4.4 Obscure countermark designs

In the case of many countermarks, only very few specimens are recorded. Quite frequently, designs – not necessarily very clear even when the countermarks were applied in the first place – have been obliterated by wear and time. Occasionally, on all published specimens the designs will be obscured and only qualified guesses as to what they are meant to depict can be made. In these instances, simply identifying a design will be a contribution to the knowledge of countermarked coins.

4.5 Dating countermarks

As noted above, it is sometimes difficult to say with any precision when in time a countermark was applied. Careful examination of both countermarked and non-countermarked coins of a certain city (primarily in those instances when a certain countermark was applied to coins of a particular city) might provide leads. The last date of striking of a coin bearing a countermark provides an indication of the earliest time of application (based on the presumption that countermarking typically took place at a particular point in time rather than over long periods), while the earliest date of striking of coins not bearing countermarks provides a hint as to the latest date of countermarking. Of course, when making such assumptions one may also consider the wear of host coins, although this usually does not provide very reliable evidence since the countermarks were recessed into the coins and often sustained little wear even after lengthy circulation.

Another way of dating countermarks is the examination of entire populations of certain coins (see also below). If all or nearly all known coins of a certain type are found countermarked it is likely that countermarking took place soon after or even in connection with the issues of the coin, the reason being that not enough time would have passed for any or many coins to have become lost or buried.

4.6 The order of application of countermarks

Many Roman Provincial and Imperial coins will bear more than one countermark. In some instances, all coins that display one particular countermark will also bear another, specific countermark. Then the conclusion can be drawn that they were likely applied at the same time. Often, however, some coins of a certain city will exhibit a sole countermark, while other coins of that city bear one, two or more addition countermarks. The study of existing material and newly discovered coins may provide important clues in determining the order of application.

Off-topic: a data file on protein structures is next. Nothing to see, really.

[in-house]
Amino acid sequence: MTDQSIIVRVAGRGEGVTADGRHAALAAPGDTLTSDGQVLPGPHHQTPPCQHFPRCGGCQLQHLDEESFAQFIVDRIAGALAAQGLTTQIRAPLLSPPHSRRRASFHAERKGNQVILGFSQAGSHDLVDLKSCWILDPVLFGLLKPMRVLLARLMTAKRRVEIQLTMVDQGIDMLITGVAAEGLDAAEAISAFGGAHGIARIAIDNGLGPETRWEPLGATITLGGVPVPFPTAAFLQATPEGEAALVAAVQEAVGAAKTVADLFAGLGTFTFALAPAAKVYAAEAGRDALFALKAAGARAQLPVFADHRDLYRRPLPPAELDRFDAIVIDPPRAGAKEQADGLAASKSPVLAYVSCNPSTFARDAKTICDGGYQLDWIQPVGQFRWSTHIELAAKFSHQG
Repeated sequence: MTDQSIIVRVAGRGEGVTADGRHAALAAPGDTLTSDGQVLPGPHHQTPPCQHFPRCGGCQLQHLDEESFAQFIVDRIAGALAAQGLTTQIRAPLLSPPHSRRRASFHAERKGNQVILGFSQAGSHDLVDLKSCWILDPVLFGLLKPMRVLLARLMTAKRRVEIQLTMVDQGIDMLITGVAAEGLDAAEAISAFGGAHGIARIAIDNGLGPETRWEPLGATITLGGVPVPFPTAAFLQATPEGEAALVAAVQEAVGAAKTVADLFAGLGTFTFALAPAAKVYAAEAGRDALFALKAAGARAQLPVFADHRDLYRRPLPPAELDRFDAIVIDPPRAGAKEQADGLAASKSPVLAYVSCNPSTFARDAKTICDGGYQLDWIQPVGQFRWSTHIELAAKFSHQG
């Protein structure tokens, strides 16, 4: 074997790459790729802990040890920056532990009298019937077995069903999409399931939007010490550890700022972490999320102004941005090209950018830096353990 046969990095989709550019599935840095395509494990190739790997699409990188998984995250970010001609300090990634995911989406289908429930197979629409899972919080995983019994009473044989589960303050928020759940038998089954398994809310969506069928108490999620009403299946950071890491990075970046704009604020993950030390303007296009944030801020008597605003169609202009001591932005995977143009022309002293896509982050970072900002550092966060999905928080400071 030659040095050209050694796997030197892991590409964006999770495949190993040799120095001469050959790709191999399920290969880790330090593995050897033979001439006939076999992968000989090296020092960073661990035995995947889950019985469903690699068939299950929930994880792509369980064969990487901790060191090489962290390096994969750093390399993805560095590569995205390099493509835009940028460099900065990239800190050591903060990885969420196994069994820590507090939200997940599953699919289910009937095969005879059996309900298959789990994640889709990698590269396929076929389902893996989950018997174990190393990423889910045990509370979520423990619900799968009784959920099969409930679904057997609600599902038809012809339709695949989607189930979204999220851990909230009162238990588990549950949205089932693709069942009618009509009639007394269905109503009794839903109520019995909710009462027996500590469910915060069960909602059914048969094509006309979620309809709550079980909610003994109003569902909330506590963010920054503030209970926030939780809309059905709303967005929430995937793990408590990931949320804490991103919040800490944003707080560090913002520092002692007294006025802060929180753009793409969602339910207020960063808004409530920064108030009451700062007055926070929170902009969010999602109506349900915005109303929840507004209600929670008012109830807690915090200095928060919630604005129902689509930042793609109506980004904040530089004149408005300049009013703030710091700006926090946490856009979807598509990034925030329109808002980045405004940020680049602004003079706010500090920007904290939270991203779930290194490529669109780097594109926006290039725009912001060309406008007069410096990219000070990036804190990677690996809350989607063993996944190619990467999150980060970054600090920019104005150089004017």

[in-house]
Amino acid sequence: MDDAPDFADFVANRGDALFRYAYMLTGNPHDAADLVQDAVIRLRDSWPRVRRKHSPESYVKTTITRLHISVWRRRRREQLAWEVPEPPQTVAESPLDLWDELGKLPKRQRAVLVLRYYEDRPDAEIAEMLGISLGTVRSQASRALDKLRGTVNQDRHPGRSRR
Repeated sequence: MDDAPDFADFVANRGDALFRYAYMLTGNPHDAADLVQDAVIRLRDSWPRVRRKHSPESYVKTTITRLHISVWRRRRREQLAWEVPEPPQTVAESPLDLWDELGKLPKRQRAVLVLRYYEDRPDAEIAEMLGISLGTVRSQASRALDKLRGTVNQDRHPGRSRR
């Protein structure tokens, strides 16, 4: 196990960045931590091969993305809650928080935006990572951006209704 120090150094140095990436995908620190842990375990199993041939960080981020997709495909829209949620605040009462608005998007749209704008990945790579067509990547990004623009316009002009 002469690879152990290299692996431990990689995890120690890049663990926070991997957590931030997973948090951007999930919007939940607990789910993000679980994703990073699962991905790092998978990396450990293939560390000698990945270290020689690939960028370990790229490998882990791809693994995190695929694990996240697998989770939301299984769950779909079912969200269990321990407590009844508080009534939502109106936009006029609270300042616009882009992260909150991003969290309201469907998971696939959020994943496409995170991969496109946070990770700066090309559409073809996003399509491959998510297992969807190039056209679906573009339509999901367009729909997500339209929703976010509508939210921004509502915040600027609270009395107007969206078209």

4.7 Patterns of circulation

It has already been touched upon that countermarks may provided important clues as to the circulation patterns of coins, and as a consequence even say something about the patterns of movement of people.

4.8 Proportion of countermarked coins

Examination of entire populations of certain types as well as the mintages of cities during certain periods will provide some insights into whether all circulating coins were countermarked, i.e. whether countermarking was a prerequisite for further circulation. This is made problematic, however, by the fact that coins may have been lost or buried before the decision to implement countermarking.

The portion of countermarked coins encountered might also imply something about the purpose of the application of the countermark. If the application was a prerequisite for further circulation a greater proportion of coins might be expected to be countermarked, compared to if the countermarked was applied to commemorate some specific event.

4.9 Learning about history from countermarks

While studying the history of cities and regions might provide some clues as to the meanings of countermarks and the reasons for their application, studying countermarks may possibly provide insights into the history of people, cities and regions.


By now it should be evident that Roman Provincial countermarks is an area that has a lot to offer both the scholar and the scholarly inclined collector. Below are presented some thoughts on (5.1) finding Roman Provincial countermarks, (5.2) paying for them, (5.3) grading countermarks, (5.4) collection themes, and (5.5) literature.

5.1 Finding Roman Provincial countermarks

Countermarked coins make up a decent proportion of all Roman Provincials and a small fraction of Roman Imperials, although a guess as to the exact percentage should not be hazarded without reviewing a number of collections, sales catalogues etc.

Countermarked coins are typically not very difficult to find for collectors, though. Most larger auctions and ancient coin dealers will feature some. A quick online search will reveal quite a number currently for sale, as well as records of hundreds sold in the recent past. It will also reveal that a relatively small group of countermarks are quite common, while the vast majority must be considered rare. Thus, when searching for a particular countermark, the collector may spend a decade or a life time and still not come across one. Selecting a very narrow collecting focus might, therefore, not be very satisfying.

5.2 Paying for Roman Provincial countermarks